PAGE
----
5.) Keep a sketchbook! When I was in school sketchbooks were not about impressing anyone. They were more like journals wherein one would jot down thoughts, information, dreams, inspirational material, etc. They were also used for observational drawing and the working out of ideas, compositions, color notes, media experimentation, etc. They were a place to screw up if need be. A place to draw for one’s self without thought of who would see it. This allowed one to drop the defenses and do what really needs to be done to get better. If it becomes a showcase then the onus is there to make every page beautiful and blemish-free. I’ve heard of artists actually keeping a sketchbook for their sketchbooks! What th–? Doesn’t sound very honest to me.

Let the sketchbook be your private place, your own fortress of solitude, if you will. If you want to share it, fine. If not, then don’t. I’ve always felt that it was a rare honor to be able to view an artist’s sketchbook. They’re opening themselves up in an unbelievable way allowing someone to see that side of themselves, their blemishes laid bare. It’s not something to be taken lightly. It’s a privilege.

6.) Teachers are only as good as their knowledge of a student’s true needs. If I see only a limited amount of work, then that’s what I have to base my thoughts on what I think you need. Makes sense right? Granted, added to this are all the years I’ve been teaching and my knowledge of the craft and execution at creating art. It can be, and is, a powerful combination. But, better would be knowing MORE about the work of the student and their motives, their heroes, where they want to go with the work, what they ultimately want to do with all this, etc. If I have that sort of thing in hand, then the sky’s the limit. So, the more you open up and show the teacher, the better off you’ll be.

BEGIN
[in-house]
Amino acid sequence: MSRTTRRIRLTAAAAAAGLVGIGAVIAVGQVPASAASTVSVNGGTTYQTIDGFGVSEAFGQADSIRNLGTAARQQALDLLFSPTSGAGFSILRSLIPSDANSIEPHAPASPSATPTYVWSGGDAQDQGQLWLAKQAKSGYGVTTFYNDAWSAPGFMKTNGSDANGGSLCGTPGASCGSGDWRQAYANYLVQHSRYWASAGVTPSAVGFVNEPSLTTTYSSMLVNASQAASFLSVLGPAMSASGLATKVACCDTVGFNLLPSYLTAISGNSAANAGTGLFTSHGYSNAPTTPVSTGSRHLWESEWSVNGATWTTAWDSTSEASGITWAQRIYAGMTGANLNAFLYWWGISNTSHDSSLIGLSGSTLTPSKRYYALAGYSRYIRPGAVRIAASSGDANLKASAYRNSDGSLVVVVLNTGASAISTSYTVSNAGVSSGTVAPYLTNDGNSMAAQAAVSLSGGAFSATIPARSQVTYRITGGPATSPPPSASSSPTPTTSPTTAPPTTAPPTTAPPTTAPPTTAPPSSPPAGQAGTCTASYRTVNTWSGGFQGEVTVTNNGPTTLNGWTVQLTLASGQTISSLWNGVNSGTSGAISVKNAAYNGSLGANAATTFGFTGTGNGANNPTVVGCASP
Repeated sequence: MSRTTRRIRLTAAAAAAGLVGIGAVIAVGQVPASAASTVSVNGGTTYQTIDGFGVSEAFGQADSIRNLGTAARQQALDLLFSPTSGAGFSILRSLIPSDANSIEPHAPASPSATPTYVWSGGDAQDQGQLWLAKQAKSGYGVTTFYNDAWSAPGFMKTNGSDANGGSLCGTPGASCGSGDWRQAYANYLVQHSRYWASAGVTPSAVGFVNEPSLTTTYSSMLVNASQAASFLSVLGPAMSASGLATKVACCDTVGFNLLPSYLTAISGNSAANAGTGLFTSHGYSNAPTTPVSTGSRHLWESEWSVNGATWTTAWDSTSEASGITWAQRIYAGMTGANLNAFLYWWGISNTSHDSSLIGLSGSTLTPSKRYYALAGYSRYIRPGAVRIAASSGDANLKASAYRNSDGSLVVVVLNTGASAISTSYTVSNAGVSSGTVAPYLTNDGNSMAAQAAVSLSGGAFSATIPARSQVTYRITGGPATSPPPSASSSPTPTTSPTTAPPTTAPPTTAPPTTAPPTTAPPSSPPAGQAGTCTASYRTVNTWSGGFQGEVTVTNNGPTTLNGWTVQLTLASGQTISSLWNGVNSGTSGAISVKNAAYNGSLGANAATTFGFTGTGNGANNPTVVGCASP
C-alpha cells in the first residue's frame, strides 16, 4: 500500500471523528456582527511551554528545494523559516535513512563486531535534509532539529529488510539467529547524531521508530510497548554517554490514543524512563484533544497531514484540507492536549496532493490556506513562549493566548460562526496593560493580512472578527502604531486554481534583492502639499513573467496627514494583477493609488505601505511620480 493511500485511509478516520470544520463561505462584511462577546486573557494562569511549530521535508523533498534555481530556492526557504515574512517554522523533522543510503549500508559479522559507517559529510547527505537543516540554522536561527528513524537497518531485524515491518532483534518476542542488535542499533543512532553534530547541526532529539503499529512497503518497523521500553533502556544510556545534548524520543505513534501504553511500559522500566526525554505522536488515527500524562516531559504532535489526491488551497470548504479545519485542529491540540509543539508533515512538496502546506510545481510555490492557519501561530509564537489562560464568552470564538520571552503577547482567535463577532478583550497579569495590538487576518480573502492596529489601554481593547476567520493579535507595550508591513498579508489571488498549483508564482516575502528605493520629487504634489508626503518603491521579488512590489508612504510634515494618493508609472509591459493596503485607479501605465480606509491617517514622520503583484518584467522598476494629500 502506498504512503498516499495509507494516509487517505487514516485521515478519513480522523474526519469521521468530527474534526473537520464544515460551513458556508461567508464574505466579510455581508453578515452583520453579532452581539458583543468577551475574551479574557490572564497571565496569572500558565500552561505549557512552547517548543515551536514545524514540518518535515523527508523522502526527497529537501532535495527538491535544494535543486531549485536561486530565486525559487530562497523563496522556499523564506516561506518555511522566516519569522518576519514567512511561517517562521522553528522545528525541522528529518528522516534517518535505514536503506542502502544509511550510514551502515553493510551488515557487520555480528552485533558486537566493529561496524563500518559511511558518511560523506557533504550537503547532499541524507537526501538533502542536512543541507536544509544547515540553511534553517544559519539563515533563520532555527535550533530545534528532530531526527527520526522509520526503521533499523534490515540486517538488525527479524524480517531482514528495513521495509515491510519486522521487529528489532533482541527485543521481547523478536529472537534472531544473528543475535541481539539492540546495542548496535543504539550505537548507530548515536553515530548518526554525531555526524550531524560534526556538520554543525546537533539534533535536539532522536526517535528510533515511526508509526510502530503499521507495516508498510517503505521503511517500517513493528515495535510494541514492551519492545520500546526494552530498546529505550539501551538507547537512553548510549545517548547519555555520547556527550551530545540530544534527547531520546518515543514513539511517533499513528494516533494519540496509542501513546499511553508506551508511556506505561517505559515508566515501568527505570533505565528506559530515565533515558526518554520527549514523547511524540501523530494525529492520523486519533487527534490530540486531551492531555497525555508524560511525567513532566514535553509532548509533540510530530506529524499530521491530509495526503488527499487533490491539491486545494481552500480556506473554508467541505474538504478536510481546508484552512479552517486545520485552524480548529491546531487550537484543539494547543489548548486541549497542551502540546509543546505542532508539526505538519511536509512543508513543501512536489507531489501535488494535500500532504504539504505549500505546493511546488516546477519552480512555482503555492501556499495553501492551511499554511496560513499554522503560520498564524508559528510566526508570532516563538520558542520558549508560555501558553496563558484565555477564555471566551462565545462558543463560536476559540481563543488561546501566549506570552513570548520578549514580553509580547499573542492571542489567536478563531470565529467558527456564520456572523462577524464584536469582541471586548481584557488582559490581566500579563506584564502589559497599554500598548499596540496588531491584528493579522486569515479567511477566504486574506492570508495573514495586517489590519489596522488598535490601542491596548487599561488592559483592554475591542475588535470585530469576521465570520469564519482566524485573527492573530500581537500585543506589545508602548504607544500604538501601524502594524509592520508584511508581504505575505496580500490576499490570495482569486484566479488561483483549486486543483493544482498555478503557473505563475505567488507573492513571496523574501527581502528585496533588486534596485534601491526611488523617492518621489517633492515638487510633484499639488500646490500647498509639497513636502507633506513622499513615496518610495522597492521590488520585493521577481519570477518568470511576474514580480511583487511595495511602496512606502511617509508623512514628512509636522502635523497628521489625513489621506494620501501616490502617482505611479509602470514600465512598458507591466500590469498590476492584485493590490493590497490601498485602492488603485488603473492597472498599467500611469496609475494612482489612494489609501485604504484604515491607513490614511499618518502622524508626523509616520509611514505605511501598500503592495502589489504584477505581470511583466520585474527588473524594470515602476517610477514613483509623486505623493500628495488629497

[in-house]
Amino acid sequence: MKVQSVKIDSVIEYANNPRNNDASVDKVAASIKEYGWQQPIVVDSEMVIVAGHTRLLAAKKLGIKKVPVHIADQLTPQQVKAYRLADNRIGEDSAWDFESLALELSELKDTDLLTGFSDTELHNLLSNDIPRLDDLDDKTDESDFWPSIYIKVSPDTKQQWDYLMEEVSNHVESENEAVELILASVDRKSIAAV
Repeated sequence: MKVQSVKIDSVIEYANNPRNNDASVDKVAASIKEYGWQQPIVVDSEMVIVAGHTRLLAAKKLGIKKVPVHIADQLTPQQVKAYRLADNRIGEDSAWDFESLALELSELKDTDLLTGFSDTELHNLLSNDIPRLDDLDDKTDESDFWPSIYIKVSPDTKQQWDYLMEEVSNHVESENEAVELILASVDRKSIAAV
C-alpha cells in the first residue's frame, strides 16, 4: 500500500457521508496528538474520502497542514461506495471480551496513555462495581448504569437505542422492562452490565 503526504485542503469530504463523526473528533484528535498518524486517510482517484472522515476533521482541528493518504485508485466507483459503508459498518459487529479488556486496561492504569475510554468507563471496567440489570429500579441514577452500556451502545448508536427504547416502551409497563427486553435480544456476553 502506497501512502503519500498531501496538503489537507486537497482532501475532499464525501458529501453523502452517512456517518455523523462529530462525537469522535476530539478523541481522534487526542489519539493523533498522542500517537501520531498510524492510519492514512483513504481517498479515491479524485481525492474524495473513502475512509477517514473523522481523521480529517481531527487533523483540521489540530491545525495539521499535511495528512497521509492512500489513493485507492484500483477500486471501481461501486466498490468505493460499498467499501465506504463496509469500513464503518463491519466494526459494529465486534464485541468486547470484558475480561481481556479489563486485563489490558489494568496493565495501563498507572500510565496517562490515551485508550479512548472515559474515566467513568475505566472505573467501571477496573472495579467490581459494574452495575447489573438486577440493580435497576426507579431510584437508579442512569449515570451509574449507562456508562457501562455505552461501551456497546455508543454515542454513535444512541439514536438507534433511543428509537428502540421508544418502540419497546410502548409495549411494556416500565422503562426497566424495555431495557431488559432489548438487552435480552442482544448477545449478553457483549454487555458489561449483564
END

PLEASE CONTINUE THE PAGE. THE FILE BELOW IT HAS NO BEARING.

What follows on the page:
7.) No teacher is there to intentionally screw you up and ruin your chances of learning what you need to learn. Granted, there can be bad apples in there, and they can and should be taken care of by the administration. So if there is something going on that’s disruptive, then, certainly, get help. But within reason we’re all there to make sure you get the things you need to make a serious run for the money. But you have to learn to listen and seriously try to engage the information you’re being given. I don’t know how many students I’ve had that don’t listen AT ALL, but I’ve had a few. They know better than their teachers. They continuously ignore criticism, and ignore the strictures of an assignment, and they just do whatever the hell they want. They’re also the ones that complain the most about the school not delivering the things they say their supposed to deliver. You know who I’m talking about because they’re in every school. They’re paying good money to do what they could be doing for free at home, and taking up precious instructor time that would be better spent on someone who actually gives a damn.